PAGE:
Obtaining RStudio certification. A shared path.

In December 2019 I obtained the RStudio certification as a Tidyverse instructor. RStudio launched this training and certification program in February 2019.

This post describes my path to that certification, and I hope it will serve to encourage you to take your journey.

The certification

Whoever wants to be certified must pass two exams: a practical test of technical proficiency in the selected subject, in my case Tidyverse (there is also one for Shiny), and another on teaching. In other certifications (I did a couple of Microsoft in the 2000s and people my team did one from CISCO) they usually have a curriculum of compulsory courses to be certified, in addition to the exams. In this case, the only compulsory course is on pedagogical tools to teach programming related topics (although many tools are very useful beyond that). For technical knowledge, one should have a firm grasp of the concepts in the book R for Data Science and it is recommended to go over the exercises and their solutions.

The opportunity

During 2019, the RStudio certification program sought to have a cohort of approximately a dozen Latin American women to take the necessary exams to certify before December 31, 2019. Initially, all the students had to live in Buenos Aires, but later some were accepted from other parts of Argentina, like me, and from other countries (Chile and Bolivia).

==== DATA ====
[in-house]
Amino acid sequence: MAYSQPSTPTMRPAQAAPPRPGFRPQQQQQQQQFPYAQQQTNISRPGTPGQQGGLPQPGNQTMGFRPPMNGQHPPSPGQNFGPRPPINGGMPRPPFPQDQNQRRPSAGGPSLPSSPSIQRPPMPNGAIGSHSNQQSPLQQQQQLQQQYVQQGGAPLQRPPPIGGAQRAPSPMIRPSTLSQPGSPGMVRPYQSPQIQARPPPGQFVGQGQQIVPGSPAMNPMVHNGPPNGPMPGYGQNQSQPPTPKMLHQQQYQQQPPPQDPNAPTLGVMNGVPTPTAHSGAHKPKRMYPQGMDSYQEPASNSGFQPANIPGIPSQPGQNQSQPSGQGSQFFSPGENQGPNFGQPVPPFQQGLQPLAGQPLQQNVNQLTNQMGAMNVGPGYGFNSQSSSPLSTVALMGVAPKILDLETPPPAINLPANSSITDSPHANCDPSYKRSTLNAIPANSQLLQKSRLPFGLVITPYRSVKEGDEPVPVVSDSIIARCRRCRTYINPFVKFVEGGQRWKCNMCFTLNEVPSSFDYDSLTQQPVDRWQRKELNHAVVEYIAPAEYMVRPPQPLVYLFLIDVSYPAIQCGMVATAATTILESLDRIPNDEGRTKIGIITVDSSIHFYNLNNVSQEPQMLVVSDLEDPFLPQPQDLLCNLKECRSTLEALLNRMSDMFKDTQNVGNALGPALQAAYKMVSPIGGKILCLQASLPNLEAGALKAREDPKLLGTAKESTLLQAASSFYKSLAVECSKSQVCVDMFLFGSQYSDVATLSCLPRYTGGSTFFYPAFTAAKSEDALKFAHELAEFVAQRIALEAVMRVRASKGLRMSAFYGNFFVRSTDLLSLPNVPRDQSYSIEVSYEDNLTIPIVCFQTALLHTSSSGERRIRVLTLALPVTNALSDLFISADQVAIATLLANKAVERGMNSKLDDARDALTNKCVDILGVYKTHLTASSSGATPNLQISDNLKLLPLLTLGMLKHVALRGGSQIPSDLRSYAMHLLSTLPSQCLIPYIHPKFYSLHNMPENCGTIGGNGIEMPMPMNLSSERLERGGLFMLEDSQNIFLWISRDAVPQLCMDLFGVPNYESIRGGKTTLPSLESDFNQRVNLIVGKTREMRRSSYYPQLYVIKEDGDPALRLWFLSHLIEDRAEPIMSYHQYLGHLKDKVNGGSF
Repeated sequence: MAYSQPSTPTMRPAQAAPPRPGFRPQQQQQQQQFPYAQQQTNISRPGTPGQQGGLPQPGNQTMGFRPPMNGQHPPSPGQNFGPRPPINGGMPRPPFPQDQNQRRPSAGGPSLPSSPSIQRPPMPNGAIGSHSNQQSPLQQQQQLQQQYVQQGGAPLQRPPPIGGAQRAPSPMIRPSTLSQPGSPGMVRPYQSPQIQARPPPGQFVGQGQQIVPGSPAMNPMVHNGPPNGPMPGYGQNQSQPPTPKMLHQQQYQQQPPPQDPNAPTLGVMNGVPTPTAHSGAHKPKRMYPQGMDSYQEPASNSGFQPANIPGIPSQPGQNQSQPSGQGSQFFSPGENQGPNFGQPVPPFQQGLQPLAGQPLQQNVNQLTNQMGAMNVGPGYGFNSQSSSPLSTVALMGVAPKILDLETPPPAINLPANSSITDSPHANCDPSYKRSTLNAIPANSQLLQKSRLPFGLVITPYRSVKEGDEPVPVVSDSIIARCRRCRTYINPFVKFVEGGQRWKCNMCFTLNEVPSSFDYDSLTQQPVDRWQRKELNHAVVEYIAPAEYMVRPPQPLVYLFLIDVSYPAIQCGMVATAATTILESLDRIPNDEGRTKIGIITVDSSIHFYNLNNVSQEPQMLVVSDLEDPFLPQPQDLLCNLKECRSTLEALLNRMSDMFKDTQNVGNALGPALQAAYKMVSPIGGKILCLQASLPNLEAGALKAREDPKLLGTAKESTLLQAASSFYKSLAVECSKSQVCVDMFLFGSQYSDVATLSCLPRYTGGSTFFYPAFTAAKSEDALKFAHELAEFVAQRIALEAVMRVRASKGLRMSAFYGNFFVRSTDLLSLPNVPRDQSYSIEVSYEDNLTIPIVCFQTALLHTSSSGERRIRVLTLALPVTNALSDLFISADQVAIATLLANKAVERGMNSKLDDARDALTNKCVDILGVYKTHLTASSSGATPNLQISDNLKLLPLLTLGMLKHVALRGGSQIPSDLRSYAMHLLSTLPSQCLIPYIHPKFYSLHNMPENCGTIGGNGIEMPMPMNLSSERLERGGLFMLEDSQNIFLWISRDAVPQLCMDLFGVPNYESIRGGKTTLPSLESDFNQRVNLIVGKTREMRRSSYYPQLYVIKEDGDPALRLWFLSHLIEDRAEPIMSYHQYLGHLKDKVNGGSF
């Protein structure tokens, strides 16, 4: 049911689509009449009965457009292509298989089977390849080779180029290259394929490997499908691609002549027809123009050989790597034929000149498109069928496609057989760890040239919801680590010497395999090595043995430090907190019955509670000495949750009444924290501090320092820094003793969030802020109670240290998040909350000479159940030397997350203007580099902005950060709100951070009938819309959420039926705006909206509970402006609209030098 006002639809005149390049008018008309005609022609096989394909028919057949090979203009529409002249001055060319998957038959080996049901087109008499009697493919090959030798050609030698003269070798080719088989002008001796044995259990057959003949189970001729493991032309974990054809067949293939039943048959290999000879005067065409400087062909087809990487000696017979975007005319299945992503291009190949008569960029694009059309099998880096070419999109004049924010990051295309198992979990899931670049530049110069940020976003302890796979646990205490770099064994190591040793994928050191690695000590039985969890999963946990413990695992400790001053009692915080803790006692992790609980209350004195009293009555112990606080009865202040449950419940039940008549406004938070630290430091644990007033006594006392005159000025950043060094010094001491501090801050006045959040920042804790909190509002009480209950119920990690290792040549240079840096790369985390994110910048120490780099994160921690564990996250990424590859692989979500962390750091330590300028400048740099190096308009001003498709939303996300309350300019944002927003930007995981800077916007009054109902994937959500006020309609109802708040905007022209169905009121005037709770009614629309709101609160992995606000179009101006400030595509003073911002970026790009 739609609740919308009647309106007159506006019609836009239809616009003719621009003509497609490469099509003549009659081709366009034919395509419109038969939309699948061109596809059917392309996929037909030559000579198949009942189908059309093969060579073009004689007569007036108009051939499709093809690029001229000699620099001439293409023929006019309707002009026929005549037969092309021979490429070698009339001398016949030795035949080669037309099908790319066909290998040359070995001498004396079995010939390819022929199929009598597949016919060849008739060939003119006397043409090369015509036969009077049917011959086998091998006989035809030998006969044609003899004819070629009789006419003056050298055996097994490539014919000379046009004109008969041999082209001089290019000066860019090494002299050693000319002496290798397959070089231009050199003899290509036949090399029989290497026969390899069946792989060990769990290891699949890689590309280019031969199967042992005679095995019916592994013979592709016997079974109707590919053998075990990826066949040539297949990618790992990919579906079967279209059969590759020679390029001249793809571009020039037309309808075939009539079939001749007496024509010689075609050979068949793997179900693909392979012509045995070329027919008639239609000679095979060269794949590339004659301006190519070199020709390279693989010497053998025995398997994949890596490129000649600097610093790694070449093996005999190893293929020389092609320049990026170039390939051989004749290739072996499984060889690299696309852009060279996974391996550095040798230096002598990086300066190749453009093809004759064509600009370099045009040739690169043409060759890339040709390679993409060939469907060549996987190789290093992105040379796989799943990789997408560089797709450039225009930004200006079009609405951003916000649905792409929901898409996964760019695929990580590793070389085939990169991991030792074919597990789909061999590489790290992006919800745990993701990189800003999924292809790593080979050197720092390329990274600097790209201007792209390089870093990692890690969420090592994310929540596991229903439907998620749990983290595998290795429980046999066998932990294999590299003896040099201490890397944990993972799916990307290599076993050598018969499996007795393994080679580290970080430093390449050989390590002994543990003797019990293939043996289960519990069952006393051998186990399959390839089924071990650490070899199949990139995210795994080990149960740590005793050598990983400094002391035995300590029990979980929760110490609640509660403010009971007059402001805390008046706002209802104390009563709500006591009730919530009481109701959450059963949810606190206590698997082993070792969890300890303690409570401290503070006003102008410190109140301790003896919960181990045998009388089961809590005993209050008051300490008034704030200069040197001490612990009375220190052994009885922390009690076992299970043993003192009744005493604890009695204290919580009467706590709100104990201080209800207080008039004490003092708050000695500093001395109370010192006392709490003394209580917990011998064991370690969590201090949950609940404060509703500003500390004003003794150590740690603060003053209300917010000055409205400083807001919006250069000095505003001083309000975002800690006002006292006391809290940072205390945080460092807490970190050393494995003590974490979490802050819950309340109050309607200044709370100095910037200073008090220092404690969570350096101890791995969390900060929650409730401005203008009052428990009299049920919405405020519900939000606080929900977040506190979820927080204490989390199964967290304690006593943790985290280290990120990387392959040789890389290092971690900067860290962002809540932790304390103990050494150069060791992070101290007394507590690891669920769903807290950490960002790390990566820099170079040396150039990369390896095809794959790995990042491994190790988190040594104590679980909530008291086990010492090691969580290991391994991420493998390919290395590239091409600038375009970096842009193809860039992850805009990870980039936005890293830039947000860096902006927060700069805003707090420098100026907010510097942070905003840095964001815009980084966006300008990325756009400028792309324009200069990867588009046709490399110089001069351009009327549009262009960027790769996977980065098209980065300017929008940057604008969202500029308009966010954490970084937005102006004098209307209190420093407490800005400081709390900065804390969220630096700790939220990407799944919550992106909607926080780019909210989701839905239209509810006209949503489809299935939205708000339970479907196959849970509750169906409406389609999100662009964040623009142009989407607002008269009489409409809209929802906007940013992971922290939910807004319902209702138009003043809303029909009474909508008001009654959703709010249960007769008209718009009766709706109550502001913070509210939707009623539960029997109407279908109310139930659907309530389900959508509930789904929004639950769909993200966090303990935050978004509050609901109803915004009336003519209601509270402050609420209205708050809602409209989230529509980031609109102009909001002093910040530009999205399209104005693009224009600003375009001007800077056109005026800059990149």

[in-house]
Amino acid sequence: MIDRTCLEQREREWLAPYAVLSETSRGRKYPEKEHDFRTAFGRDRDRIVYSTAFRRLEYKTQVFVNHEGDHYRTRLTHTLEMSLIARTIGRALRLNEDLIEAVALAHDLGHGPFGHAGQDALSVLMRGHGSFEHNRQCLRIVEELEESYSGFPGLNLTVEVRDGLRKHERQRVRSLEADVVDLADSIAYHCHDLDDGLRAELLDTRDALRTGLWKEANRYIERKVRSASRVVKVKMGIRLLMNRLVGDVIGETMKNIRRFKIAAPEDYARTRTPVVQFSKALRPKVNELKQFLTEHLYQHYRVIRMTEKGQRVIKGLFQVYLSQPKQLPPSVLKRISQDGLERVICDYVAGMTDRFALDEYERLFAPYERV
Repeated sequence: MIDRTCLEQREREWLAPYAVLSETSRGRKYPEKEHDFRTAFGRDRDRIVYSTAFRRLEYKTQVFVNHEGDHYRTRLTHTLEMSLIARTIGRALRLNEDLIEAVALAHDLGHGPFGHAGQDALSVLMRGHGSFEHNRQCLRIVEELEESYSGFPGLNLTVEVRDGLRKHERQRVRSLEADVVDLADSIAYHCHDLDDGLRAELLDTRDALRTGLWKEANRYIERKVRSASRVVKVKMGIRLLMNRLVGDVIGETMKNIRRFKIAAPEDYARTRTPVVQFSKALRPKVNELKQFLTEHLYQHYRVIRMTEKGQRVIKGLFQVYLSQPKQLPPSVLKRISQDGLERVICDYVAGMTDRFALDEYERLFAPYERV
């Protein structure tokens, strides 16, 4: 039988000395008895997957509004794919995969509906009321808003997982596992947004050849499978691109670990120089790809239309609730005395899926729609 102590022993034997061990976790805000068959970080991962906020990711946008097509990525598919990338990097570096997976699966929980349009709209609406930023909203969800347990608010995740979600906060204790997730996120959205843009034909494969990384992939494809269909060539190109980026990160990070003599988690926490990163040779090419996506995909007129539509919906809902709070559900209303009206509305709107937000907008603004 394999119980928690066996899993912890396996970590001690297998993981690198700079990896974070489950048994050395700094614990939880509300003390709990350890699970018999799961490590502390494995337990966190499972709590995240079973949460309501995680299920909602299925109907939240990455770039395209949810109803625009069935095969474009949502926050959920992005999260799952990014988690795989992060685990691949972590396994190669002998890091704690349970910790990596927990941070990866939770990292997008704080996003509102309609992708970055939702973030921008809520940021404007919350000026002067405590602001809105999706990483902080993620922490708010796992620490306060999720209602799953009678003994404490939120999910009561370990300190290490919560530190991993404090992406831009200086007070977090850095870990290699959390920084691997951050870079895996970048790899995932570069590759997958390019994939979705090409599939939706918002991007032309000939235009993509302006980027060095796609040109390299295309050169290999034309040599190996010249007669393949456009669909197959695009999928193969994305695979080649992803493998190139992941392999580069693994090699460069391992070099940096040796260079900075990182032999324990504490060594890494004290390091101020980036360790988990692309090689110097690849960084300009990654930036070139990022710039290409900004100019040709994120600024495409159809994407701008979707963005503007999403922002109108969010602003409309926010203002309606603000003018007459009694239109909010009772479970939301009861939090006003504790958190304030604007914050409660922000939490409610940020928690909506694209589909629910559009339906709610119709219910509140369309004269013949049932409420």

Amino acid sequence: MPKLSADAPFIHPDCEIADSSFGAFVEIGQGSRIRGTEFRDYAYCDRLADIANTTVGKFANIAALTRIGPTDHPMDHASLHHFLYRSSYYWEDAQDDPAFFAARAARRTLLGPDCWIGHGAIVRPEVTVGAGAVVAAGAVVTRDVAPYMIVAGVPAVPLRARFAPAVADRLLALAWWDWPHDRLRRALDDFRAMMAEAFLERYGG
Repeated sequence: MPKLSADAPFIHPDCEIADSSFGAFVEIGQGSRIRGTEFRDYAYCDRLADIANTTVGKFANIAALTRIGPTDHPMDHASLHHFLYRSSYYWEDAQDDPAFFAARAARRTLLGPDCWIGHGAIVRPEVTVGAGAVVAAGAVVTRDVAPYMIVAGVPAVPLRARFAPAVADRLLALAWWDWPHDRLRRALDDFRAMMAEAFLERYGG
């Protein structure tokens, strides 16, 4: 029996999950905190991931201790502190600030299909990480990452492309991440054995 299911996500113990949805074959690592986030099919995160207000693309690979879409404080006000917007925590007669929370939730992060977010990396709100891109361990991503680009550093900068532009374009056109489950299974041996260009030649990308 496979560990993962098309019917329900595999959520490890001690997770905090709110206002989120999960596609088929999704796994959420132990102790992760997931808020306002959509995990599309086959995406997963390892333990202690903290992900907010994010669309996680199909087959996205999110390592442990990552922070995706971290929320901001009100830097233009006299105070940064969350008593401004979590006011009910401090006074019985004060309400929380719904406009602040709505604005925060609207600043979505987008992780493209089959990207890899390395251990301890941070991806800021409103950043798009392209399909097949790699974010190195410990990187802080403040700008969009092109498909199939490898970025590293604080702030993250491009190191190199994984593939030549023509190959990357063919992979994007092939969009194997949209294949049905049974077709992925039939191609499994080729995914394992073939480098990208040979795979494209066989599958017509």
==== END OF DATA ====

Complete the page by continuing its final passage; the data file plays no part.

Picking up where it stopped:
The journey

Most of the members of the group are R-Ladies: organizers, founders, or members of some chapter of the region, so we know each other (some in person, some virtually). Learning is always better If you study with others, so we immediately organized ourselves to embark on this journey.

The first thing we did was to create a private channel called certification in the R-Ladies Buenos Aires Slack (which also acts as a Slack of R-Ladies in Argentina), with all the participants to have a channel of clear and accessible communication.

Studying Tidyverse

  1. One day in the week was voted and agreed to meet to study each chapter of the book R for Data Science; it turned out to be Sundays at nap (I must clarify that I was not there when the vote happened...who wants to interrupt Sunday nap time to study R? hihihi)

  2. We create a google drive where we share all the available material and the material we generate during the study process.

  3. We distributed all the chapters and at each meeting, someone prepared the material, presented it, shared the slides or the RMarkdown along with their advice on solving the exercises that corresponded with each chapter. After the presentation, we discussed the topic. We also resolved issues about the chapters that were already presented. We recorded all the meetings for people who were unable to attend. Those of us who were geographically distant or could not attend the meeting joined by video conference (using Jitsi).